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Dublin Was Your Home is the debut album of newly-formed The Tom Collins Band.  It offers a veritable feast of traditional Irish music.  The album combines a collection of new and traditional songs with some of the liveliest, banjo-led instrumentals around.   
“Traditional Irish music has the happy knack of keeping up with the times ,” says the eponymous Tom Collins. “It remains vibrant and fresh whilst other styles come and go. . So, whether it’s a hornpipe in memory of an event or person,  or a song of yearning or joy, the music always seems fresh and immediate.”

Many of the songs are semi-autobiographical, drawing  directly on Tom’s worldly encounters and experiences - whilst the instrumental jigs, reels and hornpipes showcase his virtuoso talents on tenor banjo and mandolin.
The title track  Dublin Was Your Home is  packed full of memories and yearning direct from the banks of the Liffy.  Sweet County Clare  is arranged  by Tom and tells of the itinerant gigging lifestyle and the homesickness that often goes with it.  
“Too much yearning can be a dangerous thing so we’ve leavened the mix with some lively instrumentals like the waltzes of The East Galway Set”, says Tom. “Whichever direction traditional Irish music takes, these forms provide the musical foundation.”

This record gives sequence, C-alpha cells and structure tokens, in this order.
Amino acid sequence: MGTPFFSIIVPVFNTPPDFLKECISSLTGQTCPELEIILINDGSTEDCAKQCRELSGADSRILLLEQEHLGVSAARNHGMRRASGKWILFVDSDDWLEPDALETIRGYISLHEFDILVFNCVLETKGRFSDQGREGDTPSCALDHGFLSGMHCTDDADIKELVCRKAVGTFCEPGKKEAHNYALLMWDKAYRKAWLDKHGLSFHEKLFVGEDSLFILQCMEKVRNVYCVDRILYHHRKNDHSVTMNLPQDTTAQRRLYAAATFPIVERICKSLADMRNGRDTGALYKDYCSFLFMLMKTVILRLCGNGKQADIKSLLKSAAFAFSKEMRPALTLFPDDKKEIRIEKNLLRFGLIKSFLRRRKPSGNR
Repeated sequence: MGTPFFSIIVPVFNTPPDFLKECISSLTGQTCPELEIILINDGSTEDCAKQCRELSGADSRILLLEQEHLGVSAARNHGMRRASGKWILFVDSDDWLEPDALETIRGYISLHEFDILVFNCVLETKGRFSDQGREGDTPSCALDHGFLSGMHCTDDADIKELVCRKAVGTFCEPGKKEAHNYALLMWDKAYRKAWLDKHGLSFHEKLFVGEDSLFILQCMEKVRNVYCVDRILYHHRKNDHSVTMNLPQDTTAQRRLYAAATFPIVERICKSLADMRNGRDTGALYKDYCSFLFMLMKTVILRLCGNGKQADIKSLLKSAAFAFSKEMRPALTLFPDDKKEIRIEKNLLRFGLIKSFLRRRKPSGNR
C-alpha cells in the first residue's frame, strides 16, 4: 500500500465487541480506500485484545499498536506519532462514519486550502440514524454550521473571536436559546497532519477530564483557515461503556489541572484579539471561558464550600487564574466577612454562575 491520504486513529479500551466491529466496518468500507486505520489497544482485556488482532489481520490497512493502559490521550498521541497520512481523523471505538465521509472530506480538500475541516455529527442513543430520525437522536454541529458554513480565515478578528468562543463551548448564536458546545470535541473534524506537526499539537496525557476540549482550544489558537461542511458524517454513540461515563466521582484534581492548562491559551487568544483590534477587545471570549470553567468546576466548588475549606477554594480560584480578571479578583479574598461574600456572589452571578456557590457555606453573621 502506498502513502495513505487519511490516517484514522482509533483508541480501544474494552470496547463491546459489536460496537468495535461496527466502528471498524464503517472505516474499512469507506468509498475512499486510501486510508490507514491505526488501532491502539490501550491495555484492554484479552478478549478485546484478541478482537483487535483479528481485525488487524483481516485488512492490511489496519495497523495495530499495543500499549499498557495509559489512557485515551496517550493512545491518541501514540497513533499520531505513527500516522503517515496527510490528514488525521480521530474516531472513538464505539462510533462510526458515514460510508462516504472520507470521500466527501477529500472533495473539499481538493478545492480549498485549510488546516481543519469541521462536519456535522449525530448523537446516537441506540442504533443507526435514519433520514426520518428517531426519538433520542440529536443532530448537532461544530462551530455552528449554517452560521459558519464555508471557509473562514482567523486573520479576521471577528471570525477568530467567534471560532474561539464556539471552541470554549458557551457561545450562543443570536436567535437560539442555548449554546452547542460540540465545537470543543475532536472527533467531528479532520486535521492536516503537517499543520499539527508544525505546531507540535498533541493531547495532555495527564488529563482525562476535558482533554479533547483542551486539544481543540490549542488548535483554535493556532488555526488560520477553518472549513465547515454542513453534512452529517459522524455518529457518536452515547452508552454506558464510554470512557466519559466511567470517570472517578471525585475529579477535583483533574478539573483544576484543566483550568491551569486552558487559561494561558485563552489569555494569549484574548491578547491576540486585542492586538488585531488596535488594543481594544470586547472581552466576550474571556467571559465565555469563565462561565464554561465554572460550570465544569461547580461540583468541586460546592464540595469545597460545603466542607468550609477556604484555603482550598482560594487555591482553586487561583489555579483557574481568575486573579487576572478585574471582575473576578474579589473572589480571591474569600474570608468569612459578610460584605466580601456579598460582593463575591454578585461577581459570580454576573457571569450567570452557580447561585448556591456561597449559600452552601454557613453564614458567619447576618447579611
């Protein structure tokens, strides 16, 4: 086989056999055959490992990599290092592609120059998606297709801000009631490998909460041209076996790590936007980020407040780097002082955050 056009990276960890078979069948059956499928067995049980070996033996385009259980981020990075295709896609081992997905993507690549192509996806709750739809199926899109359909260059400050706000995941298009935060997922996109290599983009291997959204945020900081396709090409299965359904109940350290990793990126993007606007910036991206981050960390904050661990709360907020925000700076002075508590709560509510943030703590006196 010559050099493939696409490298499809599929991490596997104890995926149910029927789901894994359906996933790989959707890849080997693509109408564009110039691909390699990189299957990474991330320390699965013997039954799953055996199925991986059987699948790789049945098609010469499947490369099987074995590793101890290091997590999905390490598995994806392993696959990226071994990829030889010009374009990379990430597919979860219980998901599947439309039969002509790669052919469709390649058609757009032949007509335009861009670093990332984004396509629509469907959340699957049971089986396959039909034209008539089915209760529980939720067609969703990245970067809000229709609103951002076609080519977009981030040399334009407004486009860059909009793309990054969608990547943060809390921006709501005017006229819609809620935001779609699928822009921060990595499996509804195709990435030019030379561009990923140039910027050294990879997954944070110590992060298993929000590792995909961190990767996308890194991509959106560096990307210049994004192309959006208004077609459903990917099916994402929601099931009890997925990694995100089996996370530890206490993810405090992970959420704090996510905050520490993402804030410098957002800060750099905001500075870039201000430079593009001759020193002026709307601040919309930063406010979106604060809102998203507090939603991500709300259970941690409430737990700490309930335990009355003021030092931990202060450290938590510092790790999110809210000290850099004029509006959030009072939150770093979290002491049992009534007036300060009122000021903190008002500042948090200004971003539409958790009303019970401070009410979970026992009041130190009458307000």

Coming Back Home was the constant thought in the minds of Irish workers in London down the decades: “Will we be here year after year, is there an end to the exiles game?” must surely chime with many an expatriate.
Out on the Wren goes back to rural Ireland with this lively musical tribute to the traditional 26th December St Stephen’s Day Wren Hunt.  Listen out for the lively reel at the end.
The sad end for Mary Blaize,  whose fast living took her early to her maker,  is evoked in the poem by  Oliver Goldsmith and set here as a haunting lament arranged by Tom.
The Radar Reel –so called after bass player Jack Mannion’s comment that he’d need a radar to keep up with the  plectrum work on this track – and The Raging Pony set a bustling, rural Irish scene with brisk tempos and sudden changes of direction and key.
Carry Me Over The Water revisits the  beauty of a “windswept little island” off  western Ireland. Over the Miles deals with the age old problem of keeping relationships going at a distance.
Tom’s Long Hill Waltzes provide a stately entrance to the closing instrumental interlude which is rounded off in true virtuoso style with the plectrum-defying acceleration of Phil Cunningham’s Reel.
Born and raised near Athlone in western Ireland, Tom Collins has toured extensively in Ireland, the UK and mainland Europe.  He composes most of his own music and plays banjo, mandolin and fiddle.  During a spell in London he developed a lifelong liking for busking (which supported him during a lean patch) and proudly reckons he has been “moved on” from just about every underground station in central London.
He now splits most of his time between Wales and Ireland.
You can listen to the band on its website or on (music section).  You can also download tracks or order copies of the CD direct from the website.
Further Information: Stevie Edwards
Tel: 07971 216063

Permalink - Posted: February 12, 2008 at 4:45 pm